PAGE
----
IE 11 is not supported. For an optimal experience visit our site on another browser.
Ron DeSantis during the North Carolina Republican Party Convention in Greensboro, N.C.
Ron DeSantis during the North Carolina Republican Party Convention in Greensboro, N.C., on June 9, 2023.Chuck Burton / AP

Eyes on 2024: A weekend of GOP endorsements

DeSantis picked up his first endorsement from a GOP governor, while Trump was backed by two more congressmen.

By and

It was a busy weekend on the presidential campaign trail, as Trump and Florida Gov. Ron DeSantis both rolled out more endorsements. 

DeSantis picked up his first endorsement from a sitting governor, with Oklahoma Gov. Kevin Stitt backing DeSantis at an event hosted by the pro-DeSantis super PAC Never Back Down. Most governors have stayed out of the presidential primary so far, with just two others — South Carolina’s Henry McMaster and West Virginia’s Jim Justice (also a Senate candidate) — previously endorsing Trump. 

Trump picked up endorsements from two Georgia House members as he traveled to the Peach State — GOP Reps. Andrew Clyde and Mike Collins. National Republican Congressional Committee Chairman Richard Hudson also reiterated at the North Carolina state GOP convention that he was backing Trump (Hudson first endorsed Trump back in November). That means more than 50 Republican House members are backing the former president, which is almost a quarter of the GOP conference. 

(Five House members have endorsed DeSantis, and just one has backed former U.N. Ambassador Nikki Haley. Former Vice President Mike Pence’s brother Greg, a congressman from Indiana, said before Pence launched his campaign that he would support his brother if he ran.)

And Trump made some endorsement news of his own this weekend. At the North Carolina convention, Trump shouted out controversial Lt. Gov. Mark Robinson, who is running for governor, per the NBC News team covering the convention, Sarah Dean, Nnamdi Egwuonwu, Blayne Alexander and Charlie Gile.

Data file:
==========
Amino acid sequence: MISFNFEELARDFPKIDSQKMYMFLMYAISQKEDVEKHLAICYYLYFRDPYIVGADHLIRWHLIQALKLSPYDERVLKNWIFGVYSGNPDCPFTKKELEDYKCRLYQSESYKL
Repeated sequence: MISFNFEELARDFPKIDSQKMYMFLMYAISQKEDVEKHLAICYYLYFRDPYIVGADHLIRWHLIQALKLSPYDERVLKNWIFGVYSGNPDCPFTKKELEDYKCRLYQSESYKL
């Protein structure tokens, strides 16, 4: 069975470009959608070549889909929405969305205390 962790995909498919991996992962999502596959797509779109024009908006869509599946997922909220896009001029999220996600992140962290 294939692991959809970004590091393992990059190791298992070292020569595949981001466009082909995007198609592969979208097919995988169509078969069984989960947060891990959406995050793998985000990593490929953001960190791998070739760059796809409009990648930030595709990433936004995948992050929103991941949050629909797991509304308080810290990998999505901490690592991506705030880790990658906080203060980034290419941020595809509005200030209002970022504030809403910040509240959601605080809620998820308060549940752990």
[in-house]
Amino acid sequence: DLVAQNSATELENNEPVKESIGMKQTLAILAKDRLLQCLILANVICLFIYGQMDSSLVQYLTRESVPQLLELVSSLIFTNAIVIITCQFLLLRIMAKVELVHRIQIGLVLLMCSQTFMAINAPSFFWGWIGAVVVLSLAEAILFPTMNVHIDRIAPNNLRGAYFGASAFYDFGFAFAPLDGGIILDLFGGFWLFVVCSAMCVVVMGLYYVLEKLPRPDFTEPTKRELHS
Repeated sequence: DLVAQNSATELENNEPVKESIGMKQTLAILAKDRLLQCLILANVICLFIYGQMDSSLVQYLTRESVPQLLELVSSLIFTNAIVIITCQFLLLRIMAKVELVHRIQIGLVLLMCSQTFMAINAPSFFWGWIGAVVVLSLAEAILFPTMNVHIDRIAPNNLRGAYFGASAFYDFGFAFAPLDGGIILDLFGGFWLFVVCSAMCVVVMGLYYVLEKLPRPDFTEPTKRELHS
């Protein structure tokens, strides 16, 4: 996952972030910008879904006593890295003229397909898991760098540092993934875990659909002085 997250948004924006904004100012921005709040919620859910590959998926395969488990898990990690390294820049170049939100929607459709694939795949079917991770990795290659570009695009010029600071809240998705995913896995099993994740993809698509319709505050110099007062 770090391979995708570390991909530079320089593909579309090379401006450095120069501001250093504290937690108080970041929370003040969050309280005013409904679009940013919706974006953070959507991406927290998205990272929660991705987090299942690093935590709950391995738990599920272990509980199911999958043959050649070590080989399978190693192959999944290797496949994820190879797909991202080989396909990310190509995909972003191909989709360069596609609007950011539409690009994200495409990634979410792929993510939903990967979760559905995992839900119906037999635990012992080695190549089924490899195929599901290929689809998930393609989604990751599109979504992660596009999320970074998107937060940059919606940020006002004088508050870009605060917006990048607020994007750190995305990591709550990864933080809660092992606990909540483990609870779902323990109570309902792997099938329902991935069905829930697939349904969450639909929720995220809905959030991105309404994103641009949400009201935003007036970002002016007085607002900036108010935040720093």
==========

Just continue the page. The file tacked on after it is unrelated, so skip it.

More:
“And I’m going to endorse Mark but I’m not going to tell you about it tonight, okay. We’ll save it for another time. But you can count on it, Mark.”

In other campaign news…

I’m not leaving: Trump told Politico over the weekend that he wouldn’t drop out of the presidential race even if he was convicted, and added “I don’t care that my poll numbers went up by a lot. I don’t want to be indicted. 

Rally time: President Joe Biden will attend his first political rally this week, but it’s not being held by his campaign — the rally will be hosted by local unions in Philadelphia. 

On the air (kind of): The super PAC backing former New Jersey Gov. Chris Christie launched its first TV ad in New Hampshire on Sunday, although AdImpact just tracked $3,500 spent on the ad in the Boston market.  

Help for Harris: Politico reports that EMILY’s List, which backs women candidates who support abortion rights, plans to spend “tens of millions of dollars” to boost Vice President Kamala Harris.

Another one?: Miami Mayor Francis Suarez teased a potential presidential run during a “Fox News Sunday” appearance, encouraging viewers to “stay tuned” and adding he would be making a “big speech” this week at the Reagan Library. 

Guess who’s PAC: Michigan Democratic Gov. Gretchen Whitmer is launching a new PAC aimed at boosting the Biden-Harris ticket and other Democrats for the upcoming cycle, NBC News’ Henry J. Gomez reports

Thanks but no thanks: GOP Rep. Mike Gallagher, who some Republicans had been encouraging to run for Senate, announced Friday that he will not be challenging Democratic Sen. Tammy Baldwin.

Justice and a perceived injustice: The Messenger reports on the strained relationship between West Virginia Democratic Sen. Joe Manchin and Republican Gov. Jim Justice ahead of a possible Senate bid, with Manchin criticizing the governor for firing his wife from a government post in 2018.  

Democrats ready to rock n’ roll: The AP delves into how the Mississippi governor’s race is giving Democrats some hope with Mississippi Public Service Commission Brandon Presley, Elvis Presley’s second cousin, taking on GOP Gov. Tate Reeves.